Strength is power in action. Beauty is the assemblage of all graces. The strength and the beauty, being connected with Gods sanctuary, must be divine strength and divine beauty. In what, then, consist this strength and beauty which so emphasize and make distinctive His sanctuary?
Solomon closed the prayer with which he dedicated the temple with these words: Now, my God, let, I beseech Thee, Thine eyes be open, and let Thine ears be attent unto the prayer that is made in this place. Now therefore arise, O Lord God, into Thy resting-place, Thou, and the ark of Thy strength: let Thy priests, O Lord God, be clothed with salvation, and let Thy saints rejoice in goodness.
Great benefits are conferred by the churches upon communities in the educational advantages they afford, the moral life they impart the basal fluence they exert, and the power of their associations upon individual lives in the formation of character.
The consecration is a solemn transaction between God and the parish, as well as between the bishop and the parishthe parish, through its vestry and by a legal instrument, making the building over to God through the hands of the bishop; and God graciously accepting the gift and ratifying the transaction by the bishops sentence of consecration, which declares it separated henceforth from all unhallowed, ordinary, and common uses, and dedicated to the sole service of Almighty God. Henceforth this edifice is no more yours, but Gods. Given to Him by your corporate and legal act, His name has been recorded here, His presence will be vouchsafed here, and each one of you, as you enter into these courts, can say with joyous hearts, Strength and beauty are in His sanctuary.
In the sanctuary the strength of Gods promises comes out with intense force. In the sanctuary do we find the strength of divine praise, when the swelling voices of the whole congregation ascend as the voice of many waters; and the strength of fervent prayer, when all the people with one mouth breathe the same prayers, which rise as a cloud of incense from the whole congregation. Thus I might go on and show that there is no conceivable strength that the soul needs which is not found in the sanctuary of the Lord.
Such in spirit is our prayer to-day. Make this house, O Lord God, Thy resting-place. Let the Christian priesthood which ministers here, like the Levitical priesthood of the temple, be clothed with salvation, ever showing forth the sacrificial death of Christ, as well as His perfect life in all its divine glory and beauty; and let Thy saints, Thy devout people, who worship here, ever rejoice in Gods goodness, and shout aloud His praises in the beauty of holiness. Thus shall the services of this house prepare us for the higher services of the house not made with hands, eternal in the heavens; and may this edifice prove to many successive generations of worshipers, as they pass in long procession through these courts, none other but the house of God and the very gate of heaven.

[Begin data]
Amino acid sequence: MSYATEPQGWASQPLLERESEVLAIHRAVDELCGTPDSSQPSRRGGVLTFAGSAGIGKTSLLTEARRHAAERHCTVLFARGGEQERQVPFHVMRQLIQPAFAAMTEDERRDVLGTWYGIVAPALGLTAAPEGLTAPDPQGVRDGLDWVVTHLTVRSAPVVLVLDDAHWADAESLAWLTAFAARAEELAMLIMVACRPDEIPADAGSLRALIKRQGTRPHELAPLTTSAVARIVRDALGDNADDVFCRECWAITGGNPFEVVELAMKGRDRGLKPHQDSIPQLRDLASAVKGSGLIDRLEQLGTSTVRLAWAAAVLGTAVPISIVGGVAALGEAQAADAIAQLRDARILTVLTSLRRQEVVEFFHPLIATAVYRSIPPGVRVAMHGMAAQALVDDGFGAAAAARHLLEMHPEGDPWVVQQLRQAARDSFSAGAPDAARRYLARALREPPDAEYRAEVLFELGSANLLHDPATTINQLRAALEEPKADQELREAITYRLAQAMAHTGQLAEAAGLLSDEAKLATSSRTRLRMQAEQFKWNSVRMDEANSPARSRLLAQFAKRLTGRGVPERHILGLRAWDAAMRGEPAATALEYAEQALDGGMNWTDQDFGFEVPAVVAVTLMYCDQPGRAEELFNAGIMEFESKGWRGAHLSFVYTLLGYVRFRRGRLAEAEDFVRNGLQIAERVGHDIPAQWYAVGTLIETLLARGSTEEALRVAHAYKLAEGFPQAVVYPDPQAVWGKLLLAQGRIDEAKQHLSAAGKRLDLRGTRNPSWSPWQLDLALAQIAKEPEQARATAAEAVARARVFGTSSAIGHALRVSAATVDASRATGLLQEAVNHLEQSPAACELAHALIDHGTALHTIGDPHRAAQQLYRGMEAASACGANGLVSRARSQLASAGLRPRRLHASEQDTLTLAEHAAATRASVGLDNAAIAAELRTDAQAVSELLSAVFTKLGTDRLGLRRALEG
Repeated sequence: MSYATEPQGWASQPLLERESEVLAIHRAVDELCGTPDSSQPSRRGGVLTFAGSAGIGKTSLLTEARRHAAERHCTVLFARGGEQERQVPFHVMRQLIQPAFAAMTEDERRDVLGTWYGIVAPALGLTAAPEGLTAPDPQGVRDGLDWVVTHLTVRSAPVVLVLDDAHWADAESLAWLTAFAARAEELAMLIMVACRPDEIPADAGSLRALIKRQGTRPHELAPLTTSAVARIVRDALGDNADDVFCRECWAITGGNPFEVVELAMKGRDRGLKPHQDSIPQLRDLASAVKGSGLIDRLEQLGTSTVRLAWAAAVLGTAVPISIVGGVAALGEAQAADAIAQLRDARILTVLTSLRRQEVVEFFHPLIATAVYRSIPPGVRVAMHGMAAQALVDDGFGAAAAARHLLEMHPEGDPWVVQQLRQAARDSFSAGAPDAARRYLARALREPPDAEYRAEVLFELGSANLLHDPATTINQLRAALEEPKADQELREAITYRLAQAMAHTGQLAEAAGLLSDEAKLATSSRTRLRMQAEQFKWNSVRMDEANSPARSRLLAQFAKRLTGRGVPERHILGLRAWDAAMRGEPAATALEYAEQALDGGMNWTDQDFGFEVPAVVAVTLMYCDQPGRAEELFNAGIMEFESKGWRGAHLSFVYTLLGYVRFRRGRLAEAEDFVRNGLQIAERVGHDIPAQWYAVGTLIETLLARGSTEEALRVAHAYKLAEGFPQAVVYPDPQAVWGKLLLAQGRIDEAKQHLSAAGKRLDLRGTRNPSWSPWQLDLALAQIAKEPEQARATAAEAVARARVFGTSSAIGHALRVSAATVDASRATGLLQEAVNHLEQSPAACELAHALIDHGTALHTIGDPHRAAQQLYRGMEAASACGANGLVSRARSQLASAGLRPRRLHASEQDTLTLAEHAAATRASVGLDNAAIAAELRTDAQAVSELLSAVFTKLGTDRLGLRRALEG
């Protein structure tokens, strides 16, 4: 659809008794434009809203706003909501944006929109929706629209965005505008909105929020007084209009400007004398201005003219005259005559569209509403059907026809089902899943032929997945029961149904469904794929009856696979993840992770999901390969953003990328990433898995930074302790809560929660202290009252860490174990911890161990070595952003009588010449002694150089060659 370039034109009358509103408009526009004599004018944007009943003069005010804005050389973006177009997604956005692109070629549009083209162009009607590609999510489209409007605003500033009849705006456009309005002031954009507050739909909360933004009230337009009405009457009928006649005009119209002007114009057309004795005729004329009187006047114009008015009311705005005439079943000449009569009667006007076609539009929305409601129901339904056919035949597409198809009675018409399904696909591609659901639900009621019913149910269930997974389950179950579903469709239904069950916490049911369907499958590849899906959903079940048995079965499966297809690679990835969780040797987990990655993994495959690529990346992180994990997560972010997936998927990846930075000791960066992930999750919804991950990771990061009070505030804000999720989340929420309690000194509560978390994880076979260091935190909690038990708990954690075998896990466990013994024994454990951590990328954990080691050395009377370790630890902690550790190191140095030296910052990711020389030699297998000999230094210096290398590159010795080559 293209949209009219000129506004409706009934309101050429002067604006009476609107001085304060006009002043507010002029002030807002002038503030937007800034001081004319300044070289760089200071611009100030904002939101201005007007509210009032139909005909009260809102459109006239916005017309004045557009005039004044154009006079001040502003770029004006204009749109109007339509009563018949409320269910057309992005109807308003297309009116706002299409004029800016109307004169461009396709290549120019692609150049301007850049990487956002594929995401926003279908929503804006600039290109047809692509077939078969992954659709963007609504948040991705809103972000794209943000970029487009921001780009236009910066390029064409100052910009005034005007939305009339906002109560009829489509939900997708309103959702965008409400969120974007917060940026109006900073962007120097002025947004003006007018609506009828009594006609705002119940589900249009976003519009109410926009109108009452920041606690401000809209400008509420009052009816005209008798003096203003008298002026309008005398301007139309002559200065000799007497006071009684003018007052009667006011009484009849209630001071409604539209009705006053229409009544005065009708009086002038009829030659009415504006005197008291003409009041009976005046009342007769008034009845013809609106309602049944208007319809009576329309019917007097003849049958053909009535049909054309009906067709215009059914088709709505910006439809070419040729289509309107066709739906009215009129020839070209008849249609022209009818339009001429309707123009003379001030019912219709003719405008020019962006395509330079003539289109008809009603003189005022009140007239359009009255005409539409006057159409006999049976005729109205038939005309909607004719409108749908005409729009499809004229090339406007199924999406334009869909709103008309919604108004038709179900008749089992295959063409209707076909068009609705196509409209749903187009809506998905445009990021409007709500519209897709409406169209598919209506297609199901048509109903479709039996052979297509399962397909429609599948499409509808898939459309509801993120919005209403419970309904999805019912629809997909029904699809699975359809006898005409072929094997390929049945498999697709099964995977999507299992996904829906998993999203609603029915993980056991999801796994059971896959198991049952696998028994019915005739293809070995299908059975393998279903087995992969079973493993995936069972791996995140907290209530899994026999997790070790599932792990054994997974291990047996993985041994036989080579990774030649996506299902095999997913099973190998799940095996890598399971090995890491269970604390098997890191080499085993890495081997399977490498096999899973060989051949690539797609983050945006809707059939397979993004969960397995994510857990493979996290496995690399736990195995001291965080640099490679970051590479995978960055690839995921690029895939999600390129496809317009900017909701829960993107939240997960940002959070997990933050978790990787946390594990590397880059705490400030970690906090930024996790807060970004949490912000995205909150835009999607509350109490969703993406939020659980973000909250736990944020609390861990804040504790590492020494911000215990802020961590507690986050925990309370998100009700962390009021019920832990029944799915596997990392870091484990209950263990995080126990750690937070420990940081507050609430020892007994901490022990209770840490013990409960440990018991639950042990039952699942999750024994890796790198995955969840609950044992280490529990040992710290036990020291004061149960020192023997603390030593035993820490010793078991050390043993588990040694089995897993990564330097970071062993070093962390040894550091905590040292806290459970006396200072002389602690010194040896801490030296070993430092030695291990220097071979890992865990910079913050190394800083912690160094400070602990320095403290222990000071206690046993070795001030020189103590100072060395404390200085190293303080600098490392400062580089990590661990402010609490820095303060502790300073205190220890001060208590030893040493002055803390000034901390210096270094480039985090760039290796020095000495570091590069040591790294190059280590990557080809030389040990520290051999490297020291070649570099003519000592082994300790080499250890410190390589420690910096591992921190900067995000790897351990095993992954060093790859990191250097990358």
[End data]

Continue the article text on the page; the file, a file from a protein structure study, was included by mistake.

Especially is there beauty in the sanctuary when Christ, the One altogether lovely, shines out of Zion, itself the perfection of beauty. When He reveals Himself there, in all the fullness of His grace and in all the freeness of His salvation, then indeed do we sit down under his shadow with great delight, and our hearts, transported with His loveliness, exclaim, He brought me to the banqueting-house, and His banner over me was love. Let us now sum up in a few sentences the principal ideas of strength and beauty which are found in the sanctuary: Strength, in the strong doctrines, which uphold, like columns, the overarching dome of divine truth. Beauty, in the worship of holiness, which is celebrated therein. Strength, in the Bible, Gods majestic voice speaking to us from the lectern, the font, and the table.
It cannot be too strongly emphasized, in this day of secularism on the one hand and the love of a sensuous ceremonial on the other, that the true strength of the church does not lie in its historic continuity with the apostles days; does not lie in its great creeds; does not lie in its hallowed liturgy; does not lie in its learned ministry; does not lie in its churches and cathedralsit may have all these, and yet, like the apostolic church of Sardis, have a name to live, and yet be dead. Its apostolic ministry may be apostolic in lineage and not in spirit; its grand creeds may be but great petrifactions of orthodox faith; its venerable liturgy may be but the embroidered cerements of a corpse; its beautiful churches and basilicas may be but mausoleums of a lifeless worship. What the church must have, and by which only it can live, is the constant, realized, positive indwelling of the Holy Ghost. All our worship, all our teaching, must be subordinated to this divine Spirit.